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HEALTH ACTION NETWORK - ADVOCATES FOR BETTER HEALTH CARE SOLUTIONS

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This Week in Health Care Reform: January 12th, 2018

States edge closer to running out of CHIP funding; a nomination hearing is held for the next HHS Secretary; wild price variability for health care services is observed across local markets; and, a glimpse into what the future may hold for the delivery of health care services.

Week in Review

CHIP Funding: Faced with the near-term uncertainty surrounding funding reauthorization for the Children’s Health Insurance Program (CHIP), many states find themselves scrambling under the looming threat of budgetary shortfalls.  Federal funding for CHIP – which covers nearly 9 million children from working families who earn too much to qualify for Medicaid, but cannot afford access to private coverage – expired at the end of September last year.  Despite federal lawmakers’ efforts, including the $2.85 billion Congress approved in late December that was meant to fund states’ CHIP programs through March of this year, some states are projected to start running out of money by the end of next week.  While lawmakers in both chambers and in both parties have agreed in principle to renew funding for five years, disagreements over how to pay for it have complicated passage.  However, late last week, the Congressional Budget Office released updated estimates of what it will cost to fund the program over ten years.  Those projections ($800 million) are far lower than analysts’ original estimates ($8.2 billion) and pave the way for much easier passage, which could now happen as soon as next week.

Azar Nomination: Earlier this week, the Senate Finance Committee held a confirmation hearing to consider the nomination of Alex Azar to serve as Secretary of the Department of Health & Human Services (HHS).  Having already secured the endorsement of a pair of former HHS Secretaries, Tuesday’s hearing gave Committee members the opportunity to consider the nominee’s qualifications, while also gauging his approach to addressing the issue priorities (such as high-priced prescription drugs and Medicaid expansion) over which he would possibly have jurisdiction.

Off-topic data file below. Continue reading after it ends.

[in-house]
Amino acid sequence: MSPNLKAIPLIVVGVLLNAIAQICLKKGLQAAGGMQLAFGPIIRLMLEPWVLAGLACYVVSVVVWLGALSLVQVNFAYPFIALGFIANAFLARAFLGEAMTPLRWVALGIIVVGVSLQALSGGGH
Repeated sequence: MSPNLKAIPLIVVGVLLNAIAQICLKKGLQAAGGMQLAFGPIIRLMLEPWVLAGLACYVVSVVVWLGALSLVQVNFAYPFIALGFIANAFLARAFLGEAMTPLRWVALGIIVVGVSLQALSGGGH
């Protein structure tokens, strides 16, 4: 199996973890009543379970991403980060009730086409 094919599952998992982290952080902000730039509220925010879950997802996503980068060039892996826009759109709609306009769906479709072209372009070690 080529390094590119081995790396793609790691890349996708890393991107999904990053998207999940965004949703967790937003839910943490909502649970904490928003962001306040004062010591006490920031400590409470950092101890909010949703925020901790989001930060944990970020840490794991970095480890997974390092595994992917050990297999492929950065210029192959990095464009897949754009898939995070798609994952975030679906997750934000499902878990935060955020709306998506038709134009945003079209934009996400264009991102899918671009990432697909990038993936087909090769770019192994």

Minnesota Prices:
A new report highlights the alarming price variability that often confronts health care consumers across the country.  Released last week by the Minnesota Department of Health, the analysis compared the prices charged by hospitals for four common procedures.  The results: Depending on which hospital Minnesotans choose, they could be paying up to eight times more for those procedures.  For example, a total knee replacement cost as low as $6,200 in one hospital, but nearly $47,000 in another.  And, deliveries by caesarean section ranged from around $4,700 to nearly $23,000.  Stakeholders have begun to push back, though, enacting policy changes and implementing regulations that seek to connect consumers with the information that they need to make better, informed choices.

Future of Care Delivery:
Digital technologies have opened up new avenues for practical applications, such as telehealth, that continue to reshape our relationship with our health care.  While the temptation may be to assume that this transition has its roots solely in our shared and growing understanding of the role we each play in our own health care decision-making, it’d be a mistake to miss that what’s also driving this evolution is the growing patient movement towards consumerism.  From health monitoring devices and fitness tracking apps to electronic health records and virtual medical consultations, how, when, and where patient-consumers interact with the care delivery system is changing.  And, not to be ignored is the larger shift towards value-based care and away from traditional volume-based fee-for-service reimbursement models.      

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Spotlight

A new study establishes a correlation between socioeconomic demographics – also known as social determinants of health (SDoH) – and a patient’s vulnerability to chronic diseases and other clinical conditions.  The research also examined the impact that other behavioral factors (e.g., physical activity and smoking) have on overall population wellness.  Experts point to the findings as reinforcing the criticality of integrating SDoH in predicting the impact that external factors have on community health.  In fact, it’s believed that as much as 80 percent of patient health is determined by social factors.
                                            
                                            

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